Sampling bias is when you have a sampling error, meaning your survey has not gone out to the full sample of candidates you need it to go to—for whatever reason. This can massively affect your product decisions when you want to analyze data.
Technicalities aside, there is one area of sampling bias that you can actively control.
Recency bias: Occurs when survey takers give prominence to something that has just happened to them, rather than something that happened a long time ago. This can happen if your product survey questions are not sent timely enough to your sample audience.
💡 Pro tip: You can avoid recency bias by automating your in-app surveys to be trigger-based; meaning they are fired when someone completes a particular action within your app.
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With SaaS, every survey sample has a specific goal and typically enables product teams to better understand their ICP. However, a product team will receive biased responses if they’re only getting answers from limited user segments, and not their entire audience. You avoid sampling bias when you target the right users.
Of course, this doesn’t mean that your survey needs to go out to everyone. It still needs to be sent to a group of survey takers within your ICP.
However, ensure that everyone within your target audience has the same access to your survey. What’s more, give everyone’s answer the same weight when it comes to handling and digesting your data.
Types of bias in data collection and analysis #
Bias doesn’t end in the collection process, it can be rife in analysis, reporting, and data collocation as well. Survey research is susceptible to a few different types of bias when it comes to data collection and analysis.
Let’s take a look at these types in more detail.
Citation bias: Occurs when your data uses the results of other data. If it’s not conducted by you, then the data may already have fallen victim to one or more of the areas we’ve already explored.
Time lag bias: Occurs when survey data is collected and takes too long to process from when you started the survey that it can no longer be considered accurate data.
Automation bias: Occurs when humans favor results from systems over manual findings. Automation bias can also occur when AI is given an already biased data set to work with, and therefore escalates and creates biased findings.
Language bias: Occurs when survey responses and user feedback are not submitted in a language the survey makers are familiar with and are therefore disregarded.
As we can see, reporting bias is not only a human measurement error but can also be due to the machines we rely on.
Which type of survey is the most affected by bias? #
There’s not one type of survey or data collection method that falls victim to survey bias more than others. If you’re looking for valuable answers that are free of bias then you’ll need to focus on your questions, survey respondents, analysis, and tech.
A few types of feedback collection that may be slightly more susceptible to bias are:
The trend is that these types of survey feedback require human-to-human interaction. Not only are they tricky to scale, but they also put survey respondents in a tougher situation to be wholly truthful.
Now, let's look at the survey types that can help you avoid bias.
Which types of surveys to use to avoid bias #
Even though practically every survey can be prone to bias, depending on how you formulate questions, how large or small is the size of your sample, and how you process and analyze feedback, there are certain types of surveys you can use more confidently to avoid any type of bias.
A few types of feedback surveys that may be less susceptible to bias are:
In-product surveys: These are typically short, relevant, and contextual surveys. You can use them to collect user feedback directly within your product, as users are interacting with it.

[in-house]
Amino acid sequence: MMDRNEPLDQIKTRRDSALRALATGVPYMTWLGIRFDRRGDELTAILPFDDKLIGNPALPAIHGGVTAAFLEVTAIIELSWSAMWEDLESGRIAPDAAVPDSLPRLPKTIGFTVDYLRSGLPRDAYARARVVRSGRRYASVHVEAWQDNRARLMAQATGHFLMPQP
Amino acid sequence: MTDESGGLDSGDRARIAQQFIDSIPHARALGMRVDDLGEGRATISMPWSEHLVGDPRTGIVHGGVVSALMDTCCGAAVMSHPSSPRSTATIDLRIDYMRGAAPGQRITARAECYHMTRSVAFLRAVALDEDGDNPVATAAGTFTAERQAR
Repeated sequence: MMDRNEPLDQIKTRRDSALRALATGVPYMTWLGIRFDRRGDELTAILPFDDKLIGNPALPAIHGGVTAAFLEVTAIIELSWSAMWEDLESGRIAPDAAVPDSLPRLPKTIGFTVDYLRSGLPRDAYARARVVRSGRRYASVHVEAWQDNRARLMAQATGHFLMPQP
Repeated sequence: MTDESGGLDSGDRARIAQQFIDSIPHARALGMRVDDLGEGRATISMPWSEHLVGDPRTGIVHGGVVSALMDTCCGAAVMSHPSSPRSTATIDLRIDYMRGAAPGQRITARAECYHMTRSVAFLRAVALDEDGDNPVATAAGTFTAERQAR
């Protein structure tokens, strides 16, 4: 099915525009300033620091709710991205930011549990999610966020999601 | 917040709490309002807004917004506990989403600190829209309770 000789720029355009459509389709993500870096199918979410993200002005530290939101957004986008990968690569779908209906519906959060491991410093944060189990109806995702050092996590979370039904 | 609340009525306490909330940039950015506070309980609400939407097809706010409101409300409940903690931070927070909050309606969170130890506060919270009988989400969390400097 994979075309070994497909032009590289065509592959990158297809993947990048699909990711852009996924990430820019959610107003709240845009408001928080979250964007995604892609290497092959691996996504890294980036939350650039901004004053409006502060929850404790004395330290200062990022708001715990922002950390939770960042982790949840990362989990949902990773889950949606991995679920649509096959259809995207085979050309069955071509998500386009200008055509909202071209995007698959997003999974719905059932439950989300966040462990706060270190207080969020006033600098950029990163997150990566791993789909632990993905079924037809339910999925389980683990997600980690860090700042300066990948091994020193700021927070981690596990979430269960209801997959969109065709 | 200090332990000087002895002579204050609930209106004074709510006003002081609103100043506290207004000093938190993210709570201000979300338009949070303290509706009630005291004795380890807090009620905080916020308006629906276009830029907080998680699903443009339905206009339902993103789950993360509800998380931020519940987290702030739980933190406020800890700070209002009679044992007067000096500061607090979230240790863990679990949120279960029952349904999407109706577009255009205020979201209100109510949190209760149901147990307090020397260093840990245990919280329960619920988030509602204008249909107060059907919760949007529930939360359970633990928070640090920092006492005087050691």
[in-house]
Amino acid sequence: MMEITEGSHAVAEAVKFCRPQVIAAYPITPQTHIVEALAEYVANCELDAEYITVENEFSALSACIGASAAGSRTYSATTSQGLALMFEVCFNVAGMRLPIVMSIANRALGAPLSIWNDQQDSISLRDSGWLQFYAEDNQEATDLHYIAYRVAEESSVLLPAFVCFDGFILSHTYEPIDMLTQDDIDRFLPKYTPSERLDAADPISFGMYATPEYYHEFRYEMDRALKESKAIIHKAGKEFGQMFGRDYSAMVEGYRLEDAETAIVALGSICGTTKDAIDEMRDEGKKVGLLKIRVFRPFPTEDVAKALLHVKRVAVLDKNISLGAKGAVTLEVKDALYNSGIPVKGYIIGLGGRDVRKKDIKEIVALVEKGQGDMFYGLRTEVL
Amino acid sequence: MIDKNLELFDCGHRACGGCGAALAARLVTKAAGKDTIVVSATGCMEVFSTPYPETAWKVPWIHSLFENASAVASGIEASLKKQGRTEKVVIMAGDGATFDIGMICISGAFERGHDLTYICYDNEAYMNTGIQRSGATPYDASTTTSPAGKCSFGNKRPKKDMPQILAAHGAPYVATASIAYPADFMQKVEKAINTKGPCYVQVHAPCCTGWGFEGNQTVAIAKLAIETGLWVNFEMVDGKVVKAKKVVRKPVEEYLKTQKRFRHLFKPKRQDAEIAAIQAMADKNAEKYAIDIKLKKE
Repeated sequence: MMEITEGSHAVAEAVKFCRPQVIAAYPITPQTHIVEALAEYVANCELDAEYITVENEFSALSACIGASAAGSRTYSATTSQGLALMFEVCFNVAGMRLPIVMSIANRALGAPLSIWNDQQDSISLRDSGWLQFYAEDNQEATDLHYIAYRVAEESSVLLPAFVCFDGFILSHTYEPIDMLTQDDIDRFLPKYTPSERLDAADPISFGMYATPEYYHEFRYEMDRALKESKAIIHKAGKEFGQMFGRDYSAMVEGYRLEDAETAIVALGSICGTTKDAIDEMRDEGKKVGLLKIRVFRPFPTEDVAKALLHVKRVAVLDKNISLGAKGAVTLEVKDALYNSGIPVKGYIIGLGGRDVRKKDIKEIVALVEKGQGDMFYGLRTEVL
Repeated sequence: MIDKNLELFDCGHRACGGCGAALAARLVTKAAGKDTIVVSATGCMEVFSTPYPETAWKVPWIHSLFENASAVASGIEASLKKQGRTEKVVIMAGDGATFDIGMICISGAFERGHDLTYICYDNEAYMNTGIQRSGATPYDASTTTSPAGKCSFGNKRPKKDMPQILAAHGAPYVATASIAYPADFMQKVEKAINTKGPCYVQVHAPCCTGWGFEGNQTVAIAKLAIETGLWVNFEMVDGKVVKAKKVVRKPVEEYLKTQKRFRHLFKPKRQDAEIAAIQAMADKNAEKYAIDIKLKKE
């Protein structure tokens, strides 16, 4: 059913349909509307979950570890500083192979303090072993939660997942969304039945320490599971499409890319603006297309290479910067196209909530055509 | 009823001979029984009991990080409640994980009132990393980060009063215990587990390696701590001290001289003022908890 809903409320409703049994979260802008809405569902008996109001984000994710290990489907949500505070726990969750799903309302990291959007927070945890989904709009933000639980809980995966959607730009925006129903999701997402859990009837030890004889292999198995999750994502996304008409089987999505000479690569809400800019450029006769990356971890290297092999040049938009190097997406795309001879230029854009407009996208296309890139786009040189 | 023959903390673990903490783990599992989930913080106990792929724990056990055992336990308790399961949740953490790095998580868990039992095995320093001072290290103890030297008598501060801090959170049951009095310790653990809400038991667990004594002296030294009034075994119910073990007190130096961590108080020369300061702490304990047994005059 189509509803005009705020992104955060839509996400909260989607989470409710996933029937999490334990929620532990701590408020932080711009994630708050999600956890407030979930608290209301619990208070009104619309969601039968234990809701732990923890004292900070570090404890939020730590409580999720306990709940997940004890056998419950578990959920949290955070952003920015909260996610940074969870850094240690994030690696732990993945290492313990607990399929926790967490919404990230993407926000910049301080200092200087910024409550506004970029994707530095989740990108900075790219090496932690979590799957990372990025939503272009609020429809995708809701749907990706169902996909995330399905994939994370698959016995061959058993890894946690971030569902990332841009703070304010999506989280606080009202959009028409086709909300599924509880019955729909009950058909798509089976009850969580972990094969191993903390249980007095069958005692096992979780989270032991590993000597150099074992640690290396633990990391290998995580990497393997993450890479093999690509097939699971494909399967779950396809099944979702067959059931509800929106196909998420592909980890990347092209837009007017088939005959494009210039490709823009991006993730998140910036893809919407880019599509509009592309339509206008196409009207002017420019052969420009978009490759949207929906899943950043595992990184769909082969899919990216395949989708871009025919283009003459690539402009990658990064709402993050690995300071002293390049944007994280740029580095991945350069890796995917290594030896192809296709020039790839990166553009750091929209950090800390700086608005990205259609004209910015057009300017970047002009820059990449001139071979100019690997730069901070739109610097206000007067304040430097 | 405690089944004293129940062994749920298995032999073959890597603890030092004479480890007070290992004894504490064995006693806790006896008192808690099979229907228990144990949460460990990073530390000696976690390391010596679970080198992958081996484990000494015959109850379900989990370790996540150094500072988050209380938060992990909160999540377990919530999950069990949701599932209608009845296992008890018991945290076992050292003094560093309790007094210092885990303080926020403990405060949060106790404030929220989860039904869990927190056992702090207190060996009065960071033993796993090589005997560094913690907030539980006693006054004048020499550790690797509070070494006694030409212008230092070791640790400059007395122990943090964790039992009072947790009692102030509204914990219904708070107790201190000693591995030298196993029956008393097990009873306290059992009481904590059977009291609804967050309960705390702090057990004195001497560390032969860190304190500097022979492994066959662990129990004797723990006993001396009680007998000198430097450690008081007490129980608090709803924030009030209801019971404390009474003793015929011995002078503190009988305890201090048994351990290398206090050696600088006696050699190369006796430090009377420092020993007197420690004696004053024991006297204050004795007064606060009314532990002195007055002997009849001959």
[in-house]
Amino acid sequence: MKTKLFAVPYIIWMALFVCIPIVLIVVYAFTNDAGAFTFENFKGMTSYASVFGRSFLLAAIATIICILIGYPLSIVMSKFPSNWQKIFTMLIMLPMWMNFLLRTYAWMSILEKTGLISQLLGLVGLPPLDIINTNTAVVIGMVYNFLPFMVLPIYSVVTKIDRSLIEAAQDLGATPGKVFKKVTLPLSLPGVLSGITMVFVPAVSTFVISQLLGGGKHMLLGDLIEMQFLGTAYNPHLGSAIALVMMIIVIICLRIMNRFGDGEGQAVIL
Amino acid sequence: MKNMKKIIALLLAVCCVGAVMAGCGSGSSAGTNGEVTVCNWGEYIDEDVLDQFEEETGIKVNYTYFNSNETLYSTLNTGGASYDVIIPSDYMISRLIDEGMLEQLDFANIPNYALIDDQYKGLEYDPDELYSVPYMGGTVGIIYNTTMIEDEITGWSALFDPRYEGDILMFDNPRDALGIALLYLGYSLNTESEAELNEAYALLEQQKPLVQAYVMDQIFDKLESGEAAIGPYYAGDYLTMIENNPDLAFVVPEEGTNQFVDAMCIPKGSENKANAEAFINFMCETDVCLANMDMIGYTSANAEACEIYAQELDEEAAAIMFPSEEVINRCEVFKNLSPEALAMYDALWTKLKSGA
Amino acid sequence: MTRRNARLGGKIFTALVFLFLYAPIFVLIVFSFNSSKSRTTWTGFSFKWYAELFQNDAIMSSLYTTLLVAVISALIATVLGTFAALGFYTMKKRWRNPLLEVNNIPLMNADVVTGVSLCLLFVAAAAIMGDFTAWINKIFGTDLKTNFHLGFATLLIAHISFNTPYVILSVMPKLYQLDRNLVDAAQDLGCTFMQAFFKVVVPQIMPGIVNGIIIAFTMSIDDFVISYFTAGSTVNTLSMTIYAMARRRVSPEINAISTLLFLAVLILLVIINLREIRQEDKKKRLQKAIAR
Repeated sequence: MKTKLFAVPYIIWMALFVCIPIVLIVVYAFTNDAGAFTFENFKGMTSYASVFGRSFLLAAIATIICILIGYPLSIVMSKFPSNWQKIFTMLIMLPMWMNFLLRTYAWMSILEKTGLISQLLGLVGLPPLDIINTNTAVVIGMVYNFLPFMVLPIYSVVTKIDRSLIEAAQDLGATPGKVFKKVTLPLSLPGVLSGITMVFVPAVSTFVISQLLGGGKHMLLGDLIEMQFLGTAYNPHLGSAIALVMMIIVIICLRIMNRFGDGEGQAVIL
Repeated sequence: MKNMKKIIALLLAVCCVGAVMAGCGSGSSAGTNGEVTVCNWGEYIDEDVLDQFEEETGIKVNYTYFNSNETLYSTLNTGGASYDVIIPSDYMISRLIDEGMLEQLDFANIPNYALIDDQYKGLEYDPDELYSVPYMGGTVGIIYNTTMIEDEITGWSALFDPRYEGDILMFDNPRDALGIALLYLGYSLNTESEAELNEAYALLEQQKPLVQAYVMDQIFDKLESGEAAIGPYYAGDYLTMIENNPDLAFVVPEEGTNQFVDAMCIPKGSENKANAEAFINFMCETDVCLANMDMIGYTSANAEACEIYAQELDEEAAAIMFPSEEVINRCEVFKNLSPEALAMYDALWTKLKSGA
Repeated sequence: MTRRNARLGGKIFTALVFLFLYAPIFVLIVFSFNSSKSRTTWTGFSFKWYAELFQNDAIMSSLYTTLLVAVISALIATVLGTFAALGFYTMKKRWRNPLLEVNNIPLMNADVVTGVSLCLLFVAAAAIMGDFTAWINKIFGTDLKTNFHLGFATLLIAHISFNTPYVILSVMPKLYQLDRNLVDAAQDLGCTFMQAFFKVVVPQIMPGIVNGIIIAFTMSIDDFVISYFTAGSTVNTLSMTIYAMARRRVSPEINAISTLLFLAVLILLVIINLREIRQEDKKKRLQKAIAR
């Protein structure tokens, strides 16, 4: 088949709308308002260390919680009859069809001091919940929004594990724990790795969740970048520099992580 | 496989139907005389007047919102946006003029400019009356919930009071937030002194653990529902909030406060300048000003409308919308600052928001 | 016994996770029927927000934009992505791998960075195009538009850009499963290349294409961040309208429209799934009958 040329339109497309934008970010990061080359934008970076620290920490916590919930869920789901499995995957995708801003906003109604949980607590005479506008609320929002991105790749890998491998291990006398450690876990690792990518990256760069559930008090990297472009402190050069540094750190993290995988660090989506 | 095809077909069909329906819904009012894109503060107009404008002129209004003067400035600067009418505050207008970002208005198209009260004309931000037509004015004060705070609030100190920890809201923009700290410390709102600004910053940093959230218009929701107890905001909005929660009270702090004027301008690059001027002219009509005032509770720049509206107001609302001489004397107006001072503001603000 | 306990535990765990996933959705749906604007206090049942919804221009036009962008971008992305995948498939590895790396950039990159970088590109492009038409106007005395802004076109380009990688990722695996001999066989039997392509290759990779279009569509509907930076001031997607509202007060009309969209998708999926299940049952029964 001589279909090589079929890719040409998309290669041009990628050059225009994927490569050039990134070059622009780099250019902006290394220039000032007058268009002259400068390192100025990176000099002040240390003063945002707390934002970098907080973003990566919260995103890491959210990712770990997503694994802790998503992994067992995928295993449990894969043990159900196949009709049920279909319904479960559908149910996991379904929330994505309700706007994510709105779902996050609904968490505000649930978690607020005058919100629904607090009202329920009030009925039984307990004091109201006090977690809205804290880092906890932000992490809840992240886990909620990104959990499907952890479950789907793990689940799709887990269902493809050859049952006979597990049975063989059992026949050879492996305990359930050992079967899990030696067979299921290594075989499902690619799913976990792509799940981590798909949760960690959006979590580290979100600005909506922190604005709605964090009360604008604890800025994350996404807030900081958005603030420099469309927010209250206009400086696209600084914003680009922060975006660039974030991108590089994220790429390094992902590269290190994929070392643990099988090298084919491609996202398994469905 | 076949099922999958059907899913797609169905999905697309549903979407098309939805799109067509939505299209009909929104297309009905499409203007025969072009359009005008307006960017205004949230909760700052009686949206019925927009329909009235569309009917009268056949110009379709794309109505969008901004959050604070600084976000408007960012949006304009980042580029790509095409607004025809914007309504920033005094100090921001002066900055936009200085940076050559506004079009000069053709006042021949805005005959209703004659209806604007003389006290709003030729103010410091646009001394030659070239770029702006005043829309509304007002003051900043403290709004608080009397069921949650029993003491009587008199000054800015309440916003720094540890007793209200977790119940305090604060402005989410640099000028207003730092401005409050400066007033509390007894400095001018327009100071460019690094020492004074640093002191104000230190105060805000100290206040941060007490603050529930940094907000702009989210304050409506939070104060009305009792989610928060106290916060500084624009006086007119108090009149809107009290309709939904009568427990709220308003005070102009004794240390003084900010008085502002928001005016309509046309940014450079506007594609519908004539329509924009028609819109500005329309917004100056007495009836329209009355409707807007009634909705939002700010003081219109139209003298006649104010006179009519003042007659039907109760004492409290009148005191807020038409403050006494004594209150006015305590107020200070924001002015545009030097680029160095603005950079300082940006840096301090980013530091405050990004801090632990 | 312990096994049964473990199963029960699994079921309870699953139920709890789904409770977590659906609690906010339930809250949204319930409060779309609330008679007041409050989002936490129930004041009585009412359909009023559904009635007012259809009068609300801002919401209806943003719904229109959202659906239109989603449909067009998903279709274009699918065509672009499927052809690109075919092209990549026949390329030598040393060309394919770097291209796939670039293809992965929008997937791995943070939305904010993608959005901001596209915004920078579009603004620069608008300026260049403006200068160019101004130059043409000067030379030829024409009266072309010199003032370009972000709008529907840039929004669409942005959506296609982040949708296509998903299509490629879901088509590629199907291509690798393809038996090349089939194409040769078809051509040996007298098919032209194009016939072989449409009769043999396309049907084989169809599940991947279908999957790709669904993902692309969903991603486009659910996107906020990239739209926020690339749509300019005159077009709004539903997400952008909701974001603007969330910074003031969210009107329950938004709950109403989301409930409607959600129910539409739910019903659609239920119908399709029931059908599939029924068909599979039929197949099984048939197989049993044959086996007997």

Email surveys: These are typically longer, and you can use them for broader customer feedback
Anonymous online surveys: These can be suitable for audience research, market and competitors insights, and product discovery
These types of user surveys are all scalable while giving your survey the best chance of being free from bias.
Let’s focus on in-product surveys here, as these are typically the most contextual ones. Plus, you can use them at different stages of your user journeys to ask the right questions at the right time, and, therefore, collect meaningful and more accurate feedback.
At Chameleon, we call them Microsurveys. Micro—because they often include a single question with a multiple-option answer or an open-form type of answer. Due to being contextual and succinct, our Benchmark Report shows that Microsurveys have a 60% completion rate.
You can easily create a Microsurvey with Chameleon’s Builder, customize it to fit your brand style, target the right user segment, and have it appear on a page triggered by a certain action a user completes. You can then track its performance in the analytics Dashboard, and add to your feedback loop that impacts your further product development.
If you need additional answers from your users, you can always add another step to your Microsurvey to better understand their previous answers. In fact, our Benchmark Report also shows that 41% of survey respondents are likely to answer an additional question.
Here's a mock-up example of a Microsurvey built with Chameleon, along with response analytics.
How to stay objective while running product surveys? #
Staying objective is certainly easier said than done for your feedback collection process and in-app surveys. As you can see from everything we’ve discussed, survey bias is rife—no matter how well-prepared you are to combat it.
The best way you can avoid potential bias is by building internal, diverse teams to support the process. When our teams are diverse, our processes are diverse, and we become more inclusive of different people, cultures, and ways of thinking.
However, if survey design and survey creation are done alone, they’re more likely to miss a trick and leave the floor open to bias.
When it comes to how you process feedback or run a follow-up survey to gather qualitative feedback, a survey tool is always a solid bet. When you rely on a tool to help you process data you minimize bias in data collection and analysis that often occurs due to human error.
Wrapping up avoiding in-product survey bias #
That’s a wrap on survey bias and how to avoid it. Remember to take all types of survey bias into account, and consciously form processes to help your product teams reduce bias, or altogether avoid bias.
Although some types of bias are easier minimized than others, now that you’re aware of all of them, you can set up checklists and QA stages in your survey creation process to ensure you’re identifying where your survey may be falling short.